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Hoffman and Lyon Bring Rare Trans-disciplinary Approach to Sustainability

10/1/2004 --

The naming of two new chaired professors adds exciting momentum to Michigan's expanding program in environmentally sustainable enterprise.

ANN ARBOR, Mich. – A two-year international search has culminated in the selection of two leading scholars and educators in the field of sustainable commerce–Andrew J. Hoffman and Thomas P. Lyon–to fill two new chaired professorships held jointly by the Stephen M. Ross School of Business and the School of Natural Resources and Environment (SNRE) at the University of Michigan.

The new appointments "create the largest critical mass of sustainable business faculty at any of the world's professional business schools and schools of environment," says Tom Gladwin, the Max McGraw Professor of Sustainable Enterprise and director of the Frederick A. and Barbara M. Erb Environmental Management Institute. "They also bring an unparalleled focus on organizational transformation and business-government relations to the study of corporate social and environmental responsibility."

Hoffman is the first Holcim Professor of Sustainable Enterprise and has been named co-director of the Erb Institute's Corporate Environmental Management Program (CEMP), a three-year, top-ranked joint master's degree program in sustainable enterprise. He also will work with the Ross School's Management and Organizations group and with SNRE's faculty.

Lyon holds the first Dow Professorship of Sustainable Science, Technology and Commerce. He will join the Ross School's Business Economics Department and, along with Hoffman and Gladwin, will join SNRE's Sustainable Systems and Enterprise Group. Both positions include research appointments at the Erb Institute and teaching responsibilities with CEMP.

The two chaired professorships were funded by $5 million in endowment contributions from Holcim, the world's second largest cement company, based in Switzerland, and Dow Chemical Co., headquartered in Midland, Mich.

In announcing the new appointments, Ross School Dean Robert Dolan said, "Finding the right people who are best-suited for these positions was not a straightforward task, given the current stage of development in the field of environmental management and sustainability. Both Andy and Tom are great scholars and teachers, and, with Tom Gladwin, they give us a great team to push forward the agendas of the Erb Institute and its Corporate Environmental Management Program."

The addition of two new faculty comes at a crucial juncture for the Institute and its degree-granting program, which is expected to double in size from 40 to 75 students, making Michigan the largest producer of sustainability leaders of tomorrow.

Brian Talbot, co-director of CEMP and the Keith E. and Valerie J. Alessi Professor of Business Administration at the Ross School, characterizes both Hoffman and Lyon as "a rare breed" of bridge builders who possess the trans-disciplinary research and teaching capabilities needed to span the borders of intellectual fields and reach across the boundaries of governmental, nongovernmental and corporate organizations.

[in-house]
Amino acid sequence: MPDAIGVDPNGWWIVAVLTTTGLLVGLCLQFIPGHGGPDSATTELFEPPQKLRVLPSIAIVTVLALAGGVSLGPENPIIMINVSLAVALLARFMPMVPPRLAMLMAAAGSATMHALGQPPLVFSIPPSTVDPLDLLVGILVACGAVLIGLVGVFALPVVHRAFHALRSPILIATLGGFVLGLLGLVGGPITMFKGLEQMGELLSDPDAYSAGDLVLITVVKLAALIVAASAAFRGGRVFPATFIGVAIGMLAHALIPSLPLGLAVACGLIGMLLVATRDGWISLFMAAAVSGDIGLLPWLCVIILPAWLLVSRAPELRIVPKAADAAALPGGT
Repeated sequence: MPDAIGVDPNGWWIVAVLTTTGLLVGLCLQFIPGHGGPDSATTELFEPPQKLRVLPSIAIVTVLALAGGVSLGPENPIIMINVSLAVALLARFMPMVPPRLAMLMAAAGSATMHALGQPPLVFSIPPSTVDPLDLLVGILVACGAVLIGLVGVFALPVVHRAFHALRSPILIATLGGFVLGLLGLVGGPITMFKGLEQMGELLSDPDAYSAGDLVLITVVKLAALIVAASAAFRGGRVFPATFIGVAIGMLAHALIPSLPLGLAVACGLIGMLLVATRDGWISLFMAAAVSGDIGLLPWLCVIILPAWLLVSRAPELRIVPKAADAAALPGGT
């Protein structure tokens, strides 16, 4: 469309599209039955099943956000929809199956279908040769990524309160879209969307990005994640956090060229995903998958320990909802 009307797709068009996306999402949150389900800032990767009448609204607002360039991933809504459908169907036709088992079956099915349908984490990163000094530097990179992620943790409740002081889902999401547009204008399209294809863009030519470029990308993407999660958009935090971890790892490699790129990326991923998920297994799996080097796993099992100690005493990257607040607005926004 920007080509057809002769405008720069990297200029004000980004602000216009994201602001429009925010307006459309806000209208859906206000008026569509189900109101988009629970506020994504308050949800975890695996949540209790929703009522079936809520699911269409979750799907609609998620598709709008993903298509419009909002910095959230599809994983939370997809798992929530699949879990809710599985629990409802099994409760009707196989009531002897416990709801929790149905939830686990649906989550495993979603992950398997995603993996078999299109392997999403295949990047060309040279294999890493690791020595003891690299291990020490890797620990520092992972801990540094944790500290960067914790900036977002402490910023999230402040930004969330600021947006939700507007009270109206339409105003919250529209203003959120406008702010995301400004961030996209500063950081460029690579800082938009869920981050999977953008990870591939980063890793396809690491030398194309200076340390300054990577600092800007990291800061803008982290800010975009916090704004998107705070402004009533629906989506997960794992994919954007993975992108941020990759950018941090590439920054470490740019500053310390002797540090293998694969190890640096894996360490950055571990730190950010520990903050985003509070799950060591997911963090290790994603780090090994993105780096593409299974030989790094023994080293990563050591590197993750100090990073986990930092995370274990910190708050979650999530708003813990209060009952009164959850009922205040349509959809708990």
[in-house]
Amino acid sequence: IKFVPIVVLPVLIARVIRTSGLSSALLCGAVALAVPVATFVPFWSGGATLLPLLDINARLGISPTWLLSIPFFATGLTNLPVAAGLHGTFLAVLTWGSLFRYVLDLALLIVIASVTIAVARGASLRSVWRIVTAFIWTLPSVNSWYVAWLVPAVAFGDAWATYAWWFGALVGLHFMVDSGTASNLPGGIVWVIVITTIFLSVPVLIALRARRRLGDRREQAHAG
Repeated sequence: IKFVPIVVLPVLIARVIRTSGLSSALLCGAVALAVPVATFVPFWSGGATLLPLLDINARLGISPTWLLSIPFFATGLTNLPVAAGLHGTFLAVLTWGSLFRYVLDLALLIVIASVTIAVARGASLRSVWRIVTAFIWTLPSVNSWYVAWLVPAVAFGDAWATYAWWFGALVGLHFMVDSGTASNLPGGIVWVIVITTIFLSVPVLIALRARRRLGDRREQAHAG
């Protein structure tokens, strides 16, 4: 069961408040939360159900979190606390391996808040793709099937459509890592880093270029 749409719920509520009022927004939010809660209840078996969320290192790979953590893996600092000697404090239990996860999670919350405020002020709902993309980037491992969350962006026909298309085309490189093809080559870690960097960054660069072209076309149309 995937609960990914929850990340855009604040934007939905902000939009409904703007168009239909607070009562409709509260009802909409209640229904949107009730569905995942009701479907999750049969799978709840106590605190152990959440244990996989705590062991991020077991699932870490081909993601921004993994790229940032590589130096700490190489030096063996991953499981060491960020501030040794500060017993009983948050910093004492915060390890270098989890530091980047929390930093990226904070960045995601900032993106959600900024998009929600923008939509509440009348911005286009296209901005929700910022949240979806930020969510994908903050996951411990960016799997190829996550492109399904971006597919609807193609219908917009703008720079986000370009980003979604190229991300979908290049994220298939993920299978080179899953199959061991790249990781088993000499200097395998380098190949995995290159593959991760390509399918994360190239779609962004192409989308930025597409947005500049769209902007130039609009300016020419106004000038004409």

"Most of our most serious environmental challenges involve many different fields and issues," Talbot says. "The solutions to these problems will require novel, cross-disciplinary ideas and actions."

Hoffman, who has been recognized as a "rising star" in his field by the World Resources and Aspen institutes, brings an organizational-theory and corporate-strategy perspective on environmentally sustainable enterprise to Michigan.

"Andy is one of the leading young scholars and an innovative classroom teacher," Gladwin says. "During fall 2003 he taught corporate strategy and international business as a visiting associate professor at the business school–our students fell in love with him. He, in turn, expressed a great desire to join our program, which is one of the best in the world."

Hoffman, who left the faculty at Boston University's School of Management to come to Michigan, has authored four books on corporate environmentalism. His joint Ph.D. in business and environmental engineering from the Massachusetts Institute of Technology and his combined background in competitive strategy, social responsibility and regulatory compliance have further enhanced his prominence in research, teaching and academic literature.

Lyon previously taught at Indiana University's Kelley School of Business and was a visiting economist at the U.S. Department of Justice's Antitrust Division and a fellow at Resources for the Future, a national think-tank in Washington, D.C. He holds a joint Ph.D. from Stanford University in engineering-economic systems.

"Tom brings a strong, rigorous economic framework based on industrial organization as well as a great deal of wisdom and experience in research and teaching about the relation of business to government in the fields of energy and environmental policy," Gladwin says. "It is so vital to have someone with energy expertise on the faculty because one of our biggest environmental challenges is moving away from fossil fuel-based energy."

Lyon has introduced a new course on energy policy, which he is teaching at SNRE this fall. He is the co-author of a forthcoming book, titled Corporate Environmentalism and Public Policy.

"We're getting all the pieces in place," Gladwin says. "With the addition of Andy and Tom to our faculty, we now have the major areas of corporate strategy, organizational transformation and complex systems covered. We also are experiencing a proliferation of new courses–comprising one of the largest portfolios of coursework available–that is making the Ross School of Business a very exciting place for corporate social and environmental stewardship."



For more information, contact:
Bernie DeGroat
Phone: (734) 936-1015 or 647-1847
Email: bernied@umich.edu